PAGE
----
Medicare: Eligibility, Age, Qualifications, And Requirements

Fact Checked
Contributing expert: Kelly Blackwell, Certified Senior Advisor®
Updated: January 15, 2022

Understand who is eligible for Medicare, how much it costs, and how to enroll.



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Kelly Blackwell
Certified Senior Advisor (CSA)®
Kelly Blackwell
Certified Senior Advisor (CSA)®

Kelly Blackwell is a Certified Senior Advisor (CSA)®. She has been a healthcare professional for over 30 years, with experience working as a bedside nurse and as a Clinical Manager. She has a passion for educating, assisting and advising seniors throughout the healthcare process.

Medicare is health insurance for people who are 65 or older and for younger people with disabilities, ALS (Lou Gehrig’s Disease), or end-stage renal disease (ESRD). The federal government regulates and administers Medicare through the Centers for Medicare and Medicaid Services (CMS).

Read on for an explanation about who is eligible for Medicare, who qualifies for premium-free Part A and help with Medicare costs, and how to enroll in Medicare, Medigap, Medicare Advantage, and Prescription Drug coverage plans.

What Are the Basic Qualifications for Medicare Eligibility?

The basic qualifications that make you eligible for Medicare are:

  • You are a U.S. citizen or a legal resident who has lived in the U.S. for at least five years, and:
    • You are 65 years of age, or
    • You have a disability based on Social Security’s definition of total disability, or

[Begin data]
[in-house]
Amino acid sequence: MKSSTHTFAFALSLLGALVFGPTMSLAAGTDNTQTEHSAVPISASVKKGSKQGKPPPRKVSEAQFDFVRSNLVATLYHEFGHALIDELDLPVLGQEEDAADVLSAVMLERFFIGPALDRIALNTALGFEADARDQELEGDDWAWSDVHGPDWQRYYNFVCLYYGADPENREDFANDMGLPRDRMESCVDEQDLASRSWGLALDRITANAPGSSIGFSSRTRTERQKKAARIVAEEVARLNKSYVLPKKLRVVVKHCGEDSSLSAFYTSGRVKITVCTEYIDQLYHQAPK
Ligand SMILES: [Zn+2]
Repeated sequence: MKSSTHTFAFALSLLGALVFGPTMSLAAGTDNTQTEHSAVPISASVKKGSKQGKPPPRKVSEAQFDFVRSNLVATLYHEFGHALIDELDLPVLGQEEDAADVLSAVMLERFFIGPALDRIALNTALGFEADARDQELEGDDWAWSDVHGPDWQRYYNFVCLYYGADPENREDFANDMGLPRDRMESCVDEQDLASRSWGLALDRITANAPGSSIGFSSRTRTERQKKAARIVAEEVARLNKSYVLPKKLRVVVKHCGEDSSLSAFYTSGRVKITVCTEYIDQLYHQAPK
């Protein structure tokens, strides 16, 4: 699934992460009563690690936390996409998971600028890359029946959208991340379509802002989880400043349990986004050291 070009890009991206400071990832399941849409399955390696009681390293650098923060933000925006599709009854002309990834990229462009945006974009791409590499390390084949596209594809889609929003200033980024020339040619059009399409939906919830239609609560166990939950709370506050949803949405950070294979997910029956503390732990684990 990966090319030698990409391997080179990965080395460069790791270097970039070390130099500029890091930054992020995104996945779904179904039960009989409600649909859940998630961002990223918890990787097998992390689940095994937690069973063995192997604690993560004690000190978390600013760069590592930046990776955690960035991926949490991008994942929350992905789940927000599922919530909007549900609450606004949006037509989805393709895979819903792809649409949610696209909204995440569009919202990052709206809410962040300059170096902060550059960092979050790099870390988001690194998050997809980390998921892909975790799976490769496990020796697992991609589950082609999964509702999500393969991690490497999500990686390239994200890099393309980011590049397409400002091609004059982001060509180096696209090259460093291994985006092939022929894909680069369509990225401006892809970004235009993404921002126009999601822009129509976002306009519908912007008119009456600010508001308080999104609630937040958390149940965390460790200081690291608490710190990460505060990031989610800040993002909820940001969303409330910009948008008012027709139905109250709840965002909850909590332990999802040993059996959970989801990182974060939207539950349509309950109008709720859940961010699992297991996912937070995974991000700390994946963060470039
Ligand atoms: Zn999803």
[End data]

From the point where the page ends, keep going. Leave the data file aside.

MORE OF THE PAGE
• You have ALS (Lou Gehrig’s Disease), or
    • You have ESRD (permanent kidney failure requiring dialysis or transplant)

Can You Qualify for Medicare if You Are Under 65?

You can qualify for Medicare if you are under the age of 65 and one of these situations applies to you. In any case, you are eligible for premium-free Part A:

  • You have a disability as defined by Social Security. Your Medicare coverage starts after receiving disability benefits from Social Security or the RRB for 24 months. If you are disabled but don’t receive disability benefits under SSA or RRB because you are a government employee, your Medicare coverage starts after 29 months.
  • You have Amyotrophic Lateral Sclerosis (ALS) (Lou Gehrig’s Disease). Coverage starts when you are entitled to Social Security or RRB disability benefits. There is no waiting period.

You have kidney disease requiring dialysis or transplant. You must have completed a Medicare application. You or your spouse must have worked long enough under Social Security, the RRB, or as a government employee to be eligible for retirement benefits. Your Medicare coverage start dates work differently if you have end-stage kidney disease. Click here for more details.

How Do You Enroll in Medicare?

If you’ve received retirement benefits for at least four months before you turn 65, you are automatically enrolled in Medicare A and B. You can opt out of Part B if you are still covered under an employer-sponsored group health plan. If you wait to enroll in Part B and don’t have group coverage, you may have to pay a penalty.

The Social Security Administration (SSA) usually handles Medicare enrollment, but if you worked for the railroad, you enroll in Medicare through the Railroad Retirement Board (RRB).

If you have not received retirement benefits, you will need to self-enroll. Sign up for Medicare through Social Security or call 1-800-772-1213. If you were a railroad worker, visit the RRB website or call 1-877-772-5772.